By: Sydney Harbour Trust
Date: 1913 (published) Sydney
In 1913 an official handbook entitled Port of Sydney, New South Wales, 1913 was published by The Sydney Harbour Trust Commissioners, of Sydney. It is a remarkably detailed and useful publication with which were published three folding maps depicting various perspectives of the same region, and which contains numerous historically interesting photos of the entire area. The handbook starts with the founding of the Port, whose geographic location Captain Cook had not laid eyes on. He did claim the continent for the crown but did not sail far enough to discover the best harbour.
The handbook covers the history of the area and provides information regarding it during its most active period of development, with separate headings and chapters for each point of import on the map. A sample of chapter headings includes Foundation and Development, Growth of the Port, Development of Shipping, Trade of the Port, Wharfage of the Port, Local Industries, etc. It also contains three long fold-out photos of the harbour in lovely condition along with a number of additional black and white photos (sepia).
Book condition: Hardcover, original binding with gold embossed lettering. Very Good. Second Edition, notation free. Spine bumped top and bottom with little loss. Corners slightly bumped. Some slight soiling to the inside covers. Interior very nice with only minor blemishes. Section sewn with minor separation at stitching. The linen-backed maps on watermarked paper are all in A condition and all are coloured.
Map 1: Map of the Wharf Accommodation of the Port of Sydney
Dimensions: 15.75 x 29.25 inches (40 x 74.3 cm)
The first map is a bird’s eye view of the wharf accommodation of the Port of Sydney. The territory covered by the maps starts with Balmain in the west, and stretches to Rushcutters Bay in the southeast. It is highly detailed, depicting public spaces such as botanical gardens and cricket grounds, government house grounds, parks and football grounds. In addition, it highlights wharves, piers and jetties and other maritime related buildings, and railways.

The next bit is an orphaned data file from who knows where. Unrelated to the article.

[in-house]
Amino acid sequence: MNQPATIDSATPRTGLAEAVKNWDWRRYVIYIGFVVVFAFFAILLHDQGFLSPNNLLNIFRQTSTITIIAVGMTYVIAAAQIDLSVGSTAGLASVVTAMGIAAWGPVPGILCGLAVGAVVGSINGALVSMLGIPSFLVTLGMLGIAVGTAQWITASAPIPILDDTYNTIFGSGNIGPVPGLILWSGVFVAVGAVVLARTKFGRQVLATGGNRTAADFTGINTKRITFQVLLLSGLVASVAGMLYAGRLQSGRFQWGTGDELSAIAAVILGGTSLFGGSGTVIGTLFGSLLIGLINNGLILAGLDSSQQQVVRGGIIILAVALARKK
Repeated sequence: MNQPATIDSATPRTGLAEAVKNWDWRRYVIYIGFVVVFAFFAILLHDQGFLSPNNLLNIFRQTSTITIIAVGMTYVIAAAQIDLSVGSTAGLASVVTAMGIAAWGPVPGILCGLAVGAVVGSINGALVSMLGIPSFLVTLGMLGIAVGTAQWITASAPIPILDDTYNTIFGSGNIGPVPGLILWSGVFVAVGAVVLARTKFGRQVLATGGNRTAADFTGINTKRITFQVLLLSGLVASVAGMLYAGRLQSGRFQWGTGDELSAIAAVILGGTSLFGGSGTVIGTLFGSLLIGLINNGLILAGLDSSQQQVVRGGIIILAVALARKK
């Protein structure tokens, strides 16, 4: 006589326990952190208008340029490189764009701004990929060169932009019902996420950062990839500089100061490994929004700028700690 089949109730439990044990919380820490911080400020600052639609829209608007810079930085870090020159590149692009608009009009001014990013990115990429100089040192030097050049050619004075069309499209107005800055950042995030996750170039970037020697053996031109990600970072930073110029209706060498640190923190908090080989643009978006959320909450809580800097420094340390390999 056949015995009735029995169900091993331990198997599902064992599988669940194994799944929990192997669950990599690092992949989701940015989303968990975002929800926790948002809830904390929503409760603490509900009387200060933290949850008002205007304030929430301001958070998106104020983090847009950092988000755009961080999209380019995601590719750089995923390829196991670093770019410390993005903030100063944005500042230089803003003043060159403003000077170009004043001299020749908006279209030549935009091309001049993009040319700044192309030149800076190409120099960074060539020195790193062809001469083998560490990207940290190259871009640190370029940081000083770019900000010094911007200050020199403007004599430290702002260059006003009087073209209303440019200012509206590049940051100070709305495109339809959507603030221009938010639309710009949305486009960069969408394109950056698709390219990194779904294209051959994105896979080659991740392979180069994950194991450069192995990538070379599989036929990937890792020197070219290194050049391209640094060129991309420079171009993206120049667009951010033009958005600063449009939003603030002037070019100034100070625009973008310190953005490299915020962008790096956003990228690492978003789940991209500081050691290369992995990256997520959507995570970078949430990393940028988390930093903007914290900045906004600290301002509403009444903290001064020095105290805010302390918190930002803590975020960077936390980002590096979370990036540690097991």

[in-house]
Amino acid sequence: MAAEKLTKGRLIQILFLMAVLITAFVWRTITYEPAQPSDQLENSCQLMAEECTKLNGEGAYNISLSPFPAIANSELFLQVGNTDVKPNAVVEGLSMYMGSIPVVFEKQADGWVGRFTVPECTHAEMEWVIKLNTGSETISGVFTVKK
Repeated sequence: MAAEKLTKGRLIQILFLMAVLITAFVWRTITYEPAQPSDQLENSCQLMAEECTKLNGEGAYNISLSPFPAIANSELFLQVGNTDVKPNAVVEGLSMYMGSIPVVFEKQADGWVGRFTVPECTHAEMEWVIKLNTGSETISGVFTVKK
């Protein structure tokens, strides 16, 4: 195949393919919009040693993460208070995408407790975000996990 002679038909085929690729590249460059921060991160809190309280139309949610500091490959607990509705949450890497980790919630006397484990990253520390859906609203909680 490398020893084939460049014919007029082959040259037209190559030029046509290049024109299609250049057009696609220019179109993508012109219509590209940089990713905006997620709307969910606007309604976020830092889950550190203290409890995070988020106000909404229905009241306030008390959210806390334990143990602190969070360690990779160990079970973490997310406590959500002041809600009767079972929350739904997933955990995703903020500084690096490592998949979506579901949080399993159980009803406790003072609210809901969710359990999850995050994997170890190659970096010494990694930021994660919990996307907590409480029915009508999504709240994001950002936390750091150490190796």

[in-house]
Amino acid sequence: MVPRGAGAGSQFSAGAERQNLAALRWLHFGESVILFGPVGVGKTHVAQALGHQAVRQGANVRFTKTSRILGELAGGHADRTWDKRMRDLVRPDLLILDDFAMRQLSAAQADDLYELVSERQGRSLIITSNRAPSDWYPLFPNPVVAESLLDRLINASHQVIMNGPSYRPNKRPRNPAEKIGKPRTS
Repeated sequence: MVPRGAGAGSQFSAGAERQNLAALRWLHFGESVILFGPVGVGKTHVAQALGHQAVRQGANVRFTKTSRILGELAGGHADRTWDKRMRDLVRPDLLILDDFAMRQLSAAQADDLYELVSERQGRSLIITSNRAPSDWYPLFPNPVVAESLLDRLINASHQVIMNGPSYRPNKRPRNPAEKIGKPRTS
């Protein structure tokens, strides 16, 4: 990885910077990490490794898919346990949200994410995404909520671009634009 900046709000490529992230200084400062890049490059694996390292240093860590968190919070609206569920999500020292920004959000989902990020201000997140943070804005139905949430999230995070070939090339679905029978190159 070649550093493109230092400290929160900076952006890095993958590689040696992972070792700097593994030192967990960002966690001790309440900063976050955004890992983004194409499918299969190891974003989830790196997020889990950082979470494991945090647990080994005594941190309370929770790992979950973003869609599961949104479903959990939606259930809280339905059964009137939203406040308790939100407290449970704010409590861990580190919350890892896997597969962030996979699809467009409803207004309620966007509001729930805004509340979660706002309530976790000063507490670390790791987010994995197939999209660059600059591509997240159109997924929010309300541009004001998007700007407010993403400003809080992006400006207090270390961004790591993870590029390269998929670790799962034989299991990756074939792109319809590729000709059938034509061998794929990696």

Map 2: Sydney Harbour Trust Birds Eye View of General Wharfage Scheme West of Dawes Point As It Will Appear When Completed
Dimensions: 24.5 x 29.5 inches (62.23 x 74.9 cm)
From the official handbook of the Port of Sydney is a birds eye view depicting the general wharfage scheme west of Dawes Point as it would appear on completion of construction. The map is oriented south, and shows much of the industrial development of the Sydney Harbour area. Interesting notes on the map under the heading Berthing Accommodation include Deep Sea Vessels 600 to 700 feet in length – 54; Interstate – 31; Coastal – 42; for a total berthage of 127 vessels. The total length of wharfage is 62,878 Ft Lin; 11 – 90 miles. The map is illustrated with ships, railways, industrial buildings, factories and residential areas and parks. All major roads, streets and thoroughfares are depicted. The title cartouche is in scrolls.
Map 3: Sydney Harbour Trust Birds Eye View of the Port of Sydney
Dimensions: 24.5 x 29.5 inches (62.23 x 74.9 cm)
From the official handbook of the Port of Sydney is another birds eye view which depicts the area’s topographical features. All ports, bay and other aquatic features are named. Depth soundings of all waterways are given, with ships of myriad kinds dotting the surfaces. Regions are delineated and named, vegetation and elevations are depicted pictorially, and all railways are denoted. This map is oriented west. The title cartouche is in scrolls. The combination of the maps being oriented differently presents a fairly thorough understanding of the region’s topography. All three of these handsome maps are backed with linen and in A condition.
Between 1890 and 1910, rail lines were built to service the area and reclamation walls were built. Throughout the 19th century, most of Sydney’s wharves were privately owned, and there was increasing need for regulation due to poor sewerage, infestation of rats and an outbreak of bubonic plague. Finally in 1901 the first port authority was created, the Sydney Harbout Trust. One of its first undertakings was the production of guides for maritime industries, such as the handbook and the maps which accompanied it. In addition, the Trust eventually came to oversee all maritime activities at the port and had legal authority on the land comprising it as well. The Trust was active till 1936 at which time its responsibilities were assumed by the Maritime Services Board.
Condition of Maps: Maps are in B+ condition, issued folded and bound into the original book, they have since been removed and any tears have been repaired through linen-backing, a completely reversible process.
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